Does Happiness Cost $75,000 a Year?
August 12, 2012 |
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Ever feel like your boss doesn’t want you to be happy? A study by a pairof Princeton researchers conﬁrms that you’re probably right.
The study from the Woodrow Wilson School at Princeton University hasconcluded that they’ve calculated the cost of daily happiness—and it’s $75,000 a year. According to the study, if you’re below this level of annual income, which the majority of Americans are, you’re more likely to feel unhappy on a daily basis. Meanwhile, if you’re in the minority earning above that bracket, you’ve hit the threshold for diminishing marginal returns on daily happiness, which—since they’re probably paying you the big bucks to understand these types of concepts—you should have been able to ﬁgure out for yourself.
The researchers didn’t specify if the sweet spot of happiness cost $75,000 before or after taxes, although it’s a safe bet to assume that everyone’s happiness levels drops around tax time, regardless of annual income.
The study, published by economist Angus Deaton and psychologist Daniel Kahneman, who has won a Noble Prize in Economics, did parse types of happiness, separating the emotion into two categories: “enjoyment of life” and “life satisfaction.” While discerning the difference might feel like the corner clue on a Sunday New York Times crossword puzzle, it’s actually quite simple. The former measures things like how often you smile and laugh and how happy you felt yesterday. The latter is supposed to be a more profound measure of your life overall, but it’s actually more like rating yourself on HotOrNot.com—except you’re not measuring your
physical appearance but your total life domination.
For the former measurement, daily happiness increases until $75,000 when it plateaus, suggesting that it costs, on average, about this amount to live free of ﬁnancial stress in the United States. The fact that daily happiness plateaus after this amount also suggests that all the stuff people buy past this point—including those remote-controlled mini helicopters and BowFlex machines—don’t actually make anyone any happier.
However, the sheer ability to buy those things does inﬂuence the people’s overall assessments of their lives. Earning more money caused people to report higher levels of “life satisfaction”—i.e. total domination—even when annual income climbed well above $75,000.
For the study’s researchers, this result was unsurprising.
“Money is an object that many or most people desire and pursue during the majority of their waking hours,” wrote study researcher Ed Diener.
In other words, in a highly capitalistic society in which money equals self- worth, it makes sense that people with more money would say they are worth more.
As a freelance journalist who spends the majority of her day tracking the decline of capitalism, I found Diener’s conclusion somewhat of a newsﬂash. Then again, I’ve already ﬂunked both this happiness study and August’s Pleasing My Man Cosmo Quiz so what do I know?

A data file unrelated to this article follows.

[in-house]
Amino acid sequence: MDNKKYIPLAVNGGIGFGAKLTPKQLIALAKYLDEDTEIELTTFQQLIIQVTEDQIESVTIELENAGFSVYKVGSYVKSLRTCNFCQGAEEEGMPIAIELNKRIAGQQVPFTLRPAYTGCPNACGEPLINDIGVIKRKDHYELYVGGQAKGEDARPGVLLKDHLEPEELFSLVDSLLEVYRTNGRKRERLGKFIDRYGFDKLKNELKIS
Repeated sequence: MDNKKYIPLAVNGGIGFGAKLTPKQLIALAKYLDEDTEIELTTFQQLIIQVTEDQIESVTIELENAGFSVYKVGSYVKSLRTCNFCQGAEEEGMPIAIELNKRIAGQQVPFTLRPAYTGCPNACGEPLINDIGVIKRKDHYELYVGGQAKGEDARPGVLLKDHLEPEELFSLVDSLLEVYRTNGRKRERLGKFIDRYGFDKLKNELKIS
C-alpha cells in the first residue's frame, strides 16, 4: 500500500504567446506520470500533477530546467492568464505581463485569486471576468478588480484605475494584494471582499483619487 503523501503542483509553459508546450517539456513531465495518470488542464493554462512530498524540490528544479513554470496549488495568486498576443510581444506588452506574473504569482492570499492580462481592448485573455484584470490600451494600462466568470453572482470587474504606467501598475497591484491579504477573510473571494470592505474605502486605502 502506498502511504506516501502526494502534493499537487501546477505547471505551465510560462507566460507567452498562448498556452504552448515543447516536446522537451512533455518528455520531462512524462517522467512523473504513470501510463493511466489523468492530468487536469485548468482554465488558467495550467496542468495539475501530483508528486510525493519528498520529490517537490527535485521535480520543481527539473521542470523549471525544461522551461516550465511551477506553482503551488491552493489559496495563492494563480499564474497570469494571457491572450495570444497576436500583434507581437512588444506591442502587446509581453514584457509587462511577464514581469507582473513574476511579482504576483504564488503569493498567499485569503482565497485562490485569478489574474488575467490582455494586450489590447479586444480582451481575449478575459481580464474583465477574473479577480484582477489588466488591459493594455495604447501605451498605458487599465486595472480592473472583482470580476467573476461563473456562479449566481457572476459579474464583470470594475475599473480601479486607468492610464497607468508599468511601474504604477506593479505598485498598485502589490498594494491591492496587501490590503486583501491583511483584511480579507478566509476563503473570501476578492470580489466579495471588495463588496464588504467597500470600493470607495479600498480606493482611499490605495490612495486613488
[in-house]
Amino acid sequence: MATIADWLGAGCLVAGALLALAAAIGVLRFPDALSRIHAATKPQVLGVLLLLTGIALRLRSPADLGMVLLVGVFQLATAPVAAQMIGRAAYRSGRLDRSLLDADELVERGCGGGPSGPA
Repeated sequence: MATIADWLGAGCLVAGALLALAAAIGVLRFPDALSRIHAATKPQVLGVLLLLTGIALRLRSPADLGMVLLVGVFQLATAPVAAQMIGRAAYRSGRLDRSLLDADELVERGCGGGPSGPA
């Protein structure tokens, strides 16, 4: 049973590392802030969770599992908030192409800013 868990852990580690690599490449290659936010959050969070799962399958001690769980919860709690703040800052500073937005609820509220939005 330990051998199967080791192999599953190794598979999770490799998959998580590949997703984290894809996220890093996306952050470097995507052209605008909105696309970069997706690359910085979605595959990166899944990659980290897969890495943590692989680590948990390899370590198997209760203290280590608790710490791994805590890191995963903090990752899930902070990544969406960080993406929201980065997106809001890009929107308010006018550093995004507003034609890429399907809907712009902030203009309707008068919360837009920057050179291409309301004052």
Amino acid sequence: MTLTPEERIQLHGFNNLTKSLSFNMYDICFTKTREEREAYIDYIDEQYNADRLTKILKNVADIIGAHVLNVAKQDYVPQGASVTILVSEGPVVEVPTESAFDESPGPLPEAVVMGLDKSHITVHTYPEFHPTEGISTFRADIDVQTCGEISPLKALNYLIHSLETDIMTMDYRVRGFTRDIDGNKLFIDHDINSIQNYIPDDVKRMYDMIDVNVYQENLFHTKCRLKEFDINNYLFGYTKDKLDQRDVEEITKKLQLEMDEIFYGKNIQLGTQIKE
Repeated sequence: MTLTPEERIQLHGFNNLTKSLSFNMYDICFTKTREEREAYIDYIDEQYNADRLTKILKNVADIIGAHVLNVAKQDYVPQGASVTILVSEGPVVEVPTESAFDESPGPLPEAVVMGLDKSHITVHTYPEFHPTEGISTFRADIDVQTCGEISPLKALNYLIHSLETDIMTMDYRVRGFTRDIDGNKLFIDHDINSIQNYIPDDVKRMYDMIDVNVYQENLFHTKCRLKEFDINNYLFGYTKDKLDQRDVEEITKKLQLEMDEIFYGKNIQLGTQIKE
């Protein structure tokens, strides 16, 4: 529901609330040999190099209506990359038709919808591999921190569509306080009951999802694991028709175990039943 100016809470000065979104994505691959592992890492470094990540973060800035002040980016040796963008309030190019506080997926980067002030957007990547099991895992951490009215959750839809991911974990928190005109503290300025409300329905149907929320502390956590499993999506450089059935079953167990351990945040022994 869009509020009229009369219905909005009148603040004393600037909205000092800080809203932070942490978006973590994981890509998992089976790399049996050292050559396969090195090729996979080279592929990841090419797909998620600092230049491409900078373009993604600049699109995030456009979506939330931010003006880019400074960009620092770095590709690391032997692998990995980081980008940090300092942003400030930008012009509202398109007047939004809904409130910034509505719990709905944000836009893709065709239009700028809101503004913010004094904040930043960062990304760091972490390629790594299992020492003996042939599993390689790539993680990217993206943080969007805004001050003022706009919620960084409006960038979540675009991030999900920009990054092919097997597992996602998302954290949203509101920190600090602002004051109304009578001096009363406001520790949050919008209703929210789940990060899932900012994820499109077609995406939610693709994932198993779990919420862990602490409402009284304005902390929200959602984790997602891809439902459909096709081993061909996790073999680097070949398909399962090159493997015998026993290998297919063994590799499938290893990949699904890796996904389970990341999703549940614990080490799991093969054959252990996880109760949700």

Maybe a lot, according to other happiness studies. One, which measured the happiness of 900 women in Texas, concluded that the activities that made them happy were sex, socializing, relaxing, praying/meditating and eating—in that order. Except for the last one, all activities were presumably free.
Other happiness psychologists think that losing money actually makes you happy—as long as you’re giving it up voluntarily, either through your time or actual cash donations.
"Giving makes you feel good about yourself," Christopher Peterson of the University of Michigan told Time. "When you're volunteering, you're distracting yourself from your own existence, and that's beneﬁcial. More fuzzily, giving puts meaning into your life. You have a sense of purpose because you matter to someone else."
Then again, not having enough money to survive within society can, of course, lead to lots of things that cause unhappiness, such as foreclosure, bankruptcy, sickness and lack of access to quality education.
The majority of Americans make less than $75,000 a year—often much less. The median annual household income is just over $50,000, according to the 2009 American Community Survey, although it varies widely by state. The median in Mississippi is $36,000, while folks in Maryland are pulling in a median income of $69,000. The researchers didn’t estimate ideal income by region, but presumably it takes approximately 204 times more money to be happy in New York City than in Nehawka, Nebraska, which coincidentally boasts exactly 204 residents.
The importance of context becomes more apparent when Americans’ happiness ﬁgures are compared with those of the rest of the world. While we’re doing better on happiness than infant mortality, the richest nation in the world is still lagging behind much of Europe, coming in 26th for daily happiness and 16th for “life satisfaction.” Denmark blew us out of the water, taking 1st and 7th.
However, they’ve only scored two measly gold medals this summer, so it might be time for a recount.